bre’r rabbit taught me a thing or two

The wonderful and perverse thing about my carioca friends is that most of the time they seem to want to torture me. Rather, if I announce that I don’t like something – Roberto Carlos, jaboticaba, strange animal parts, Brazilian baked goods – they will go out of their way to provide me with more in the hopes that I’ll change my mind. You’d think it would work the opposite way.  “Oh, you like popular music from the 20s and 30s? Come to [insert show here]! This is so great, we can explore our mutual interests!” Alas, those reactions are few and far between. The extent of this can be perfectly expressed by the ratio of the number of chicken hearts I have eaten to the number of Noel Rosa listening parties I have attended (but, then again, you can’t divide by zero).

And I will freely admit that it has not been all bad. I still regard Roberto Carlos with a mix of horror and fascination (and am now fearing that this post will lead to me being dragged to see a Roberto Carlos cover band); I have yet to try life-changing jaboticaba; and I would really be okay not consuming any more chicken ventricles. But let the record show that I have now had excellent bolo in Brazil.

But I find myself wondering, in the vein of the Uncle Remus stories, how far I can exploit this cruel-but-kind tendency. Let’s try this: hey, guys, you know what I really hate? Antiquarian Brazilian bookstores. God, they’re so awful, I would really throw a fit if someone tried to take me to one of those. And if someone gave me tickets to see João Gilberto in the Municipal, I’d haul off and punch them in the nose. That guy is the worst.

[sits back and waits]


who remembers chico?

“On this day in 1952, Brazil came to a stop.”

That was my fun fact of the day on Tuesday. I don’t know what sort of reaction I was expecting to get out of people, but when I told my rowing instructor as he was helping me into the boat, his face suddenly got very grave. I felt the need to offer up supplementary information.  “On September 27th, 1952, Francisco Alves died in a car accident on the way back from São Paulo.”  He was staring at me with a very serious expression. I was about to offer more details when he cut in. I thought he was going to reveal that he was a long-lost relative of Chico Alves’, or that he was Chico’s biggest fan. Instead, he put up a hand to shush me and said, almost in a whisper, “There is a bee on your shirt.”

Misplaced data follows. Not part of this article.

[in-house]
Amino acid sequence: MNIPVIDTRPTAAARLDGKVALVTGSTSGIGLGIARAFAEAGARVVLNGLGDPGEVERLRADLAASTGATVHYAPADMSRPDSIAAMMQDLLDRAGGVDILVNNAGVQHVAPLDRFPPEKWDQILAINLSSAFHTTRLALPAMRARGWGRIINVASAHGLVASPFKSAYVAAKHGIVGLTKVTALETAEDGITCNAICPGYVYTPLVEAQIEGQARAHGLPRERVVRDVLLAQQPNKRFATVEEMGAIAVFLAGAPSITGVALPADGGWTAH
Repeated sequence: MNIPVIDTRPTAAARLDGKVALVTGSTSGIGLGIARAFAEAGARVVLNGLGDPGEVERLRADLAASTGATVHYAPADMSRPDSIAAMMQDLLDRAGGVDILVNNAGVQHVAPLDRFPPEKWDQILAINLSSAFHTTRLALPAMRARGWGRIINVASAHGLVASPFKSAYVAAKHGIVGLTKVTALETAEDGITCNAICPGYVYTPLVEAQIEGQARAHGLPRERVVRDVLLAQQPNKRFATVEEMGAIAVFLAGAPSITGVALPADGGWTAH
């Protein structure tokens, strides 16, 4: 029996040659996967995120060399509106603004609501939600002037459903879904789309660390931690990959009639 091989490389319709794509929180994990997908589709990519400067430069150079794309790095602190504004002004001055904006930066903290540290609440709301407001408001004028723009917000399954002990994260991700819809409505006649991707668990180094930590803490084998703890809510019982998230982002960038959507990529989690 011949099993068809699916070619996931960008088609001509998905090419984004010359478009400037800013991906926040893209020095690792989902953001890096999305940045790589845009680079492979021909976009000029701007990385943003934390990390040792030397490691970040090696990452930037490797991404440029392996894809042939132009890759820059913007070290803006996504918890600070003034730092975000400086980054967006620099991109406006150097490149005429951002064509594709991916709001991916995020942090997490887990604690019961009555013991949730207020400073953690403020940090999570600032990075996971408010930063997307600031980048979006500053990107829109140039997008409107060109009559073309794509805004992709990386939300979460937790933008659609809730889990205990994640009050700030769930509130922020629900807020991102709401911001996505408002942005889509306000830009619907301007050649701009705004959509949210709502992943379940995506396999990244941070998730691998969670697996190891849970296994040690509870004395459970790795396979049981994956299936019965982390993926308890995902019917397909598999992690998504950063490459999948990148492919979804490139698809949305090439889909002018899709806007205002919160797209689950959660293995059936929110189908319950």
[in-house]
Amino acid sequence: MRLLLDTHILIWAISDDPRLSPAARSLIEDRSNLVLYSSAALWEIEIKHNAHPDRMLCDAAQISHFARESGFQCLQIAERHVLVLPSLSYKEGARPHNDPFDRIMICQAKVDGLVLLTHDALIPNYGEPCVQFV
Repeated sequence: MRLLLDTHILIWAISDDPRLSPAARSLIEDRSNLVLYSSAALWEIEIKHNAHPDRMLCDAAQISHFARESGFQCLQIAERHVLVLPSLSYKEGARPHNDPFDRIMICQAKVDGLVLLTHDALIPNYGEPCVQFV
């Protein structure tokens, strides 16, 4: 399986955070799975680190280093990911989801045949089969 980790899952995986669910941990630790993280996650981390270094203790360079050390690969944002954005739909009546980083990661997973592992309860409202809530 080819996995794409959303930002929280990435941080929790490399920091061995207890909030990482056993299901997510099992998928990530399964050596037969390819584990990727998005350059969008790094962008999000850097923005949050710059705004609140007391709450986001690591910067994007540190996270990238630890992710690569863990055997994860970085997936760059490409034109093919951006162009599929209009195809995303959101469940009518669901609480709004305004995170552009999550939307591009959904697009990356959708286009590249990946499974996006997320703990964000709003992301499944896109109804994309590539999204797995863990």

I shooed it away and he launched me off onto the Lagoa; we spoke no more about Chico Alves. But I had all of a blindingly sunny spring morning, rowing in little circles, to think about the events of September 27th, 1952.

“The sorrowful, fateful news took hold of the city:  Francisco Alves has died!” bellowed A Manhã. “Weep, people of Rio; weep, people of Brazil,” wailed o Diário da Noite. On September 29th – this day in 1952 – the funeral procession stretched on as far as the eye could see, confounding journalists’ capacities at estimation. I could try to give a sense of the feeling of loss that wracked the country, but I think that O Dia does a better job than I ever could:

To the son who translated the extent of its sensibility and romantic lyricism, the city gave the posthumous worship that he deserved. Francisco Alves was, without a doubt, the greatest popular singer born on these shores, interpreter of the pure poetry that springs up in simple souls and expands itself in stanzas of profound sentiment. From his gifted throat flew the most lovely melodies ever invented to express collective sorrows and joys. And the records that captured the magnificent troubadour’s harmonies permitted that miracle of touching consecration. The man died in the frightful accident that cut the thread of his life, but his spirit, his soul, remain in the marvelous voice preserved for perpetuity. The homages which the stations paid to the prodigious singer gave the impression that the wreckage… gave off the splendid, vibrant sounds which filled the air of the metropolis and the whole country, as if affirming the fragility of death before the force of genius. And in the moment Francisco Alves descended to his tomb, across the country could be heard that sentimental, that most Brazilian of voices…
O Dia, September 30, 1952.

It’s been nearly 60 years, and for most people those wounds seem to have healed. But I found myself retracing the steps of the funeral procession and making my way back to São João Batista to see if anyone besides an American music researcher would come to remember o Rei da Voz. Continue reading

nosso malandro

Part of our cultural patrimony.

Saying that something is untranslatable is the recourse of the inept translator. Nevertheless, I will confess that I’ve been sowing nothing but confusion whenever I try to explain a term which seems self-explanatory in American English. I don’t know if it’s me, or them, or if I’ve hit upon English’s version of the malandro, but I cannot for the life of me make Brazilians understand what a frat boy is.